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Latest News How long will my pension last?

How long will my pension last?

How long will my pension last?

The default retirement age no longer exists, so technically, you could work for as long as you wanted. Of course, in reality, most of us look forward to the day we can officially retire, but what kind of retirement will you be able to enjoy?

While none of us can predict the future, we look at how long your pension might last, and how much money you might need for the lifestyle you want in retirement.

How much do you need for the retirement you want?

The amount of money you need and how long it might last is directly linked to your expectations for retirement. Naturally, the more lavish your lifestyle, the more you’ll need. You’ll also need to remember to factor in inflation and the increase in overall living costs.

Research by Loughborough University, as part of their Retirement Living Standards initiative, provides valuable insight into how much you might need in retirement based on three different comfort levels.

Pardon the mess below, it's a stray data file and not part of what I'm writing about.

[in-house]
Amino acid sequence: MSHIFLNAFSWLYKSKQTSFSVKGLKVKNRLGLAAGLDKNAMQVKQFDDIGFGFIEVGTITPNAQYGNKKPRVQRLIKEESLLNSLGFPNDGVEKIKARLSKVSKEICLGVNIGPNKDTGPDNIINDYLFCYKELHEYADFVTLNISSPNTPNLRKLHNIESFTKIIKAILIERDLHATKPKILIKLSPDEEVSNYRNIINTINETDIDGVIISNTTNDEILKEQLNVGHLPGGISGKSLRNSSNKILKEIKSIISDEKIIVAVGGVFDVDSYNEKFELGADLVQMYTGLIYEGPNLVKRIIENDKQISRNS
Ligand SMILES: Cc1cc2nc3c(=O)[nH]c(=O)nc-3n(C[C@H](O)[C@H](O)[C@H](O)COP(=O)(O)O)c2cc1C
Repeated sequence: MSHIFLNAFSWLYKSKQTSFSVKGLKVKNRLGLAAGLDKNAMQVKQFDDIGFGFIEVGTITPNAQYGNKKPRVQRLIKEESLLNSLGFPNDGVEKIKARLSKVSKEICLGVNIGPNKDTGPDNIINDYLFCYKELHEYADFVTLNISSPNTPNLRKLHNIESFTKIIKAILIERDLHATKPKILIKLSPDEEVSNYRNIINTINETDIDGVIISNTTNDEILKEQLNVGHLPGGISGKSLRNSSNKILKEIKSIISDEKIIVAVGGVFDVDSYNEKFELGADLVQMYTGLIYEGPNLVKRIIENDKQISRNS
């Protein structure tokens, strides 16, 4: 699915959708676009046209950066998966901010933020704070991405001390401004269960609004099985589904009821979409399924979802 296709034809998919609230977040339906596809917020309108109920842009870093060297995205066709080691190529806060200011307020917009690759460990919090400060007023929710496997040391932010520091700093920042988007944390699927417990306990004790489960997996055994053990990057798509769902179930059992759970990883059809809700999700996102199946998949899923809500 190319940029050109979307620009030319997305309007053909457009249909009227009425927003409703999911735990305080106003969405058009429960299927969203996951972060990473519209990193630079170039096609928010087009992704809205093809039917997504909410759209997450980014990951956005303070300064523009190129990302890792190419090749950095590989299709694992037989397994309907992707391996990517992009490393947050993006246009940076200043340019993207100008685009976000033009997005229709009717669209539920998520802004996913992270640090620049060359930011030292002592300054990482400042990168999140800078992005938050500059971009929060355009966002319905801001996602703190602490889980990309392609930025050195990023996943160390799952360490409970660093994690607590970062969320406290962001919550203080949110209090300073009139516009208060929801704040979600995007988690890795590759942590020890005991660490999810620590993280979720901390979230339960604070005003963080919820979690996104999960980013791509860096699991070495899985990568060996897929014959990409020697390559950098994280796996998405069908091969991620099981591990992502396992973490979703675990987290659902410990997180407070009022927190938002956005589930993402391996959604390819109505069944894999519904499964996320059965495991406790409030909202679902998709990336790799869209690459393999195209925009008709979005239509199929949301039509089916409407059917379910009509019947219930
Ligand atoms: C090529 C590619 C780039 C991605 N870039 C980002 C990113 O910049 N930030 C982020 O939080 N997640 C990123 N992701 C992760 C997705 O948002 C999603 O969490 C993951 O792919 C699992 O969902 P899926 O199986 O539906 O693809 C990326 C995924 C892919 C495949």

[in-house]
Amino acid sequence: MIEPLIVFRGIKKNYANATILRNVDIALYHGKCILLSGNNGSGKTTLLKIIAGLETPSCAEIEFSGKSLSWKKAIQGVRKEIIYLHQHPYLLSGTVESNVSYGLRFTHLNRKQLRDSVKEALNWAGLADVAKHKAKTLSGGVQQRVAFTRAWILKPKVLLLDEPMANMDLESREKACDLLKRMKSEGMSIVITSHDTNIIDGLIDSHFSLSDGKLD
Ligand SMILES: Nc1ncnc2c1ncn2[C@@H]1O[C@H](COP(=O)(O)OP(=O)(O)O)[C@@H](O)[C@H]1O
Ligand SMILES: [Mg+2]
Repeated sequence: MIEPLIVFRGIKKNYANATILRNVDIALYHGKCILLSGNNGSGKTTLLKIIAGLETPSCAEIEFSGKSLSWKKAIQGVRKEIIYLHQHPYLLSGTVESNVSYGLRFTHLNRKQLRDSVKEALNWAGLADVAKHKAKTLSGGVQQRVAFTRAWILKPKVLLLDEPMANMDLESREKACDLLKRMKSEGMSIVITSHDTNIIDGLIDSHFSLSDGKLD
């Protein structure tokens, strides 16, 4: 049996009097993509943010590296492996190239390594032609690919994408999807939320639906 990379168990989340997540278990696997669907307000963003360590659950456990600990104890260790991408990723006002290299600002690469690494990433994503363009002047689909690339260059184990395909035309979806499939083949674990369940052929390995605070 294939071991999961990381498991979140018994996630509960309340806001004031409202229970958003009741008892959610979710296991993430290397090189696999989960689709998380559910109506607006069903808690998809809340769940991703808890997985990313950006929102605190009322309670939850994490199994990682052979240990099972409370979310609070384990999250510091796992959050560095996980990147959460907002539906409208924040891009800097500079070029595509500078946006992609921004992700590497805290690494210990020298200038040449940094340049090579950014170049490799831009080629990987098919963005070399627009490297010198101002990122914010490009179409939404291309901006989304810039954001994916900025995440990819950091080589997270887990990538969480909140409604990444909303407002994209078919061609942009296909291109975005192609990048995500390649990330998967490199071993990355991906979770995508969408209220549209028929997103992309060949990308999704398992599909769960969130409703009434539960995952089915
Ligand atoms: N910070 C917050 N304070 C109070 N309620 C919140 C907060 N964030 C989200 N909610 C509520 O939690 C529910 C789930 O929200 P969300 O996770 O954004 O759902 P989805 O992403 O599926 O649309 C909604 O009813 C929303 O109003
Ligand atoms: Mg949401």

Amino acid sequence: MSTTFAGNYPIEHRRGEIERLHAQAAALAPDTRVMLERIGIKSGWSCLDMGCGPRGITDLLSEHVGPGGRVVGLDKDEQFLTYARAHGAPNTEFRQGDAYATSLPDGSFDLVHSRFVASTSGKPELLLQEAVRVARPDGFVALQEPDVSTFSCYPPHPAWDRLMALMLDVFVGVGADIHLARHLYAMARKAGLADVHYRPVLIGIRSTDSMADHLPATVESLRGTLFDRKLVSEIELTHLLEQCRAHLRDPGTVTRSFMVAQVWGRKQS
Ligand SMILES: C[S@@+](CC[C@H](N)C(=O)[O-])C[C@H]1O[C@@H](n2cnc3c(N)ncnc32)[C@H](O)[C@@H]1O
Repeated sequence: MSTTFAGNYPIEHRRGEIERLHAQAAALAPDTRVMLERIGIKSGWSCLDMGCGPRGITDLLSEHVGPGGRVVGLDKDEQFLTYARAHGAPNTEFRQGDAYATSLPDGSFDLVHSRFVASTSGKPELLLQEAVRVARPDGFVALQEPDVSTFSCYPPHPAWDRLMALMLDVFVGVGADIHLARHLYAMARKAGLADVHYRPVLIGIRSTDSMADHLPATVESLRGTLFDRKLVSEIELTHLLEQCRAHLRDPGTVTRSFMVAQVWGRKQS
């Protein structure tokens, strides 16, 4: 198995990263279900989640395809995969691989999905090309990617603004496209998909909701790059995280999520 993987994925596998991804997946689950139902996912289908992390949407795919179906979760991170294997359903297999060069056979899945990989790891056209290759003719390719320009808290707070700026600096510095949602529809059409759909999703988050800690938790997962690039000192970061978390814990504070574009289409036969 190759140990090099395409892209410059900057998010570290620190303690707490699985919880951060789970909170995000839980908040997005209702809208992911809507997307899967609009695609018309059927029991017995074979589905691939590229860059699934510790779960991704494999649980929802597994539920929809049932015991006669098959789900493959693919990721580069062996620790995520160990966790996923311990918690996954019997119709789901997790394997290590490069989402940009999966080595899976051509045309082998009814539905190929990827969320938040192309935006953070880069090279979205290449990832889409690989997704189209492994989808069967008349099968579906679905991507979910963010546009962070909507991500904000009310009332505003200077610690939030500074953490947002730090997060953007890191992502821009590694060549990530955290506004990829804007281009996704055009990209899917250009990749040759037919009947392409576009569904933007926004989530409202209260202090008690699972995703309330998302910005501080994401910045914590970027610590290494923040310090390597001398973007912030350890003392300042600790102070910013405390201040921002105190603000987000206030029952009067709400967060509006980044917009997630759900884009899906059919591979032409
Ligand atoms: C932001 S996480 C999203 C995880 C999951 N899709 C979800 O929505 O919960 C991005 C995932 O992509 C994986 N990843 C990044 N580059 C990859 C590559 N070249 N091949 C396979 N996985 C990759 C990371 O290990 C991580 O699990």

For a minimum standard of retirement living, the research says you’ll need roughly £14,400 each year (the State Pension provides £10,600 per year). If you’re a couple, you’ll need £22,400. This will give you enough money to cover all your essential needs, plus some extras such as a week-long UK holiday and the cash to redecorate one room in your home a year. However, it doesn’t include covering the cost of owning or maintaining a car.

If you’d prefer a moderate standard of retirement living, you’ll need roughly £31,300 per year if you’re single or £43,100 if you’re a couple. As well as having more money for the essentials, extras you’ll be able to afford include being able to have a car and replace it every ten years and a two-week European holiday.